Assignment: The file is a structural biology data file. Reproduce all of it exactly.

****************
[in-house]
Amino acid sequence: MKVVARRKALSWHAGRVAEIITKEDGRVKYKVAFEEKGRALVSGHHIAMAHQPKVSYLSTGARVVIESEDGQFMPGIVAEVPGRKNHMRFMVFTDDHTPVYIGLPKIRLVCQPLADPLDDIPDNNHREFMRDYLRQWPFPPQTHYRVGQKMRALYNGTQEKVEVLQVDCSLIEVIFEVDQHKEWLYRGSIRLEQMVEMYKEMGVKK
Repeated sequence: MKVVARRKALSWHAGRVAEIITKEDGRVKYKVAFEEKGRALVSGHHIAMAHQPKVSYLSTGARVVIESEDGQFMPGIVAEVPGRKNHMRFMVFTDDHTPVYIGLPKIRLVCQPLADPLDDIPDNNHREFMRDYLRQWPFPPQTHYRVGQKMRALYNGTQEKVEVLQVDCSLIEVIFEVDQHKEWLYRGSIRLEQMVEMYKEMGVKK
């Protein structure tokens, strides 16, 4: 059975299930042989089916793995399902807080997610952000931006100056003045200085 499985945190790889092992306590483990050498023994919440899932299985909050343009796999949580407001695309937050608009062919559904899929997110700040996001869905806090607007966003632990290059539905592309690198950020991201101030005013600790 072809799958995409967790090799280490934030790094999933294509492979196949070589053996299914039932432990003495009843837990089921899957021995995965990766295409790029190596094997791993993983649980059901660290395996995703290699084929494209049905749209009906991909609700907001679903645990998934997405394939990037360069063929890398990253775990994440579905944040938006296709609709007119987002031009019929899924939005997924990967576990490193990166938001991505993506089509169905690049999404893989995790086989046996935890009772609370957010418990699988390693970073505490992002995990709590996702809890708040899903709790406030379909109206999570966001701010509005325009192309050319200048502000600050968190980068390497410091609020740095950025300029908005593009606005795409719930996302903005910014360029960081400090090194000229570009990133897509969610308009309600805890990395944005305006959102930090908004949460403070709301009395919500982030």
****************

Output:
[in-house]
Amino acid sequence: MKVVARRKALSWHAGRVAEIITKEDGRVKYKVAFEEKGRALVSGHHIAMAHQPKVSYLSTGARVVIESEDGQFMPGIVAEVPGRKNHMRFMVFTDDHTPVYIGLPKIRLVCQPLADPLDDIPDNNHREFMRDYLRQWPFPPQTHYRVGQKMRALYNGTQEKVEVLQVDCSLIEVIFEVDQHKEWLYRGSIRLEQMVEMYKEMGVKK
Repeated sequence: MKVVARRKALSWHAGRVAEIITKEDGRVKYKVAFEEKGRALVSGHHIAMAHQPKVSYLSTGARVVIESEDGQFMPGIVAEVPGRKNHMRFMVFTDDHTPVYIGLPKIRLVCQPLADPLDDIPDNNHREFMRDYLRQWPFPPQTHYRVGQKMRALYNGTQEKVEVLQVDCSLIEVIFEVDQHKEWLYRGSIRLEQMVEMYKEMGVKK
């Protein structure tokens, strides 16, 4: 059975299930042989089916793995399902807080997610952000931006100056003045200085 499985945190790889092992306590483990050498023994919440899932299985909050343009796999949580407001695309937050608009062919559904899929997110700040996001869905806090607007966003632990290059539905592309690198950020991201101030005013600790 072809799958995409967790090799280490934030790094999933294509492979196949070589053996299914039932432990003495009843837990089921899957021995995965990766295409790029190596094997791993993983649980059901660290395996995703290699084929494209049905749209009906991909609700907001679903645990998934997405394939990037360069063929890398990253775990994440579905944040938006296709609709007119987002031009019929899924939005997924990967576990490193990166938001991505993506089509169905690049999404893989995790086989046996935890009772609370957010418990699988390693970073505490992002995990709590996702809890708040899903709790406030379909109206999570966001701010509005325009192309050319200048502000600050968190980068390497410091609020740095950025300029908005593009606005795409719930996302903005910014360029960081400090090194000229570009990133897509969610308009309600805890990395944005305006959102930090908004949460403070709301009395919500982030």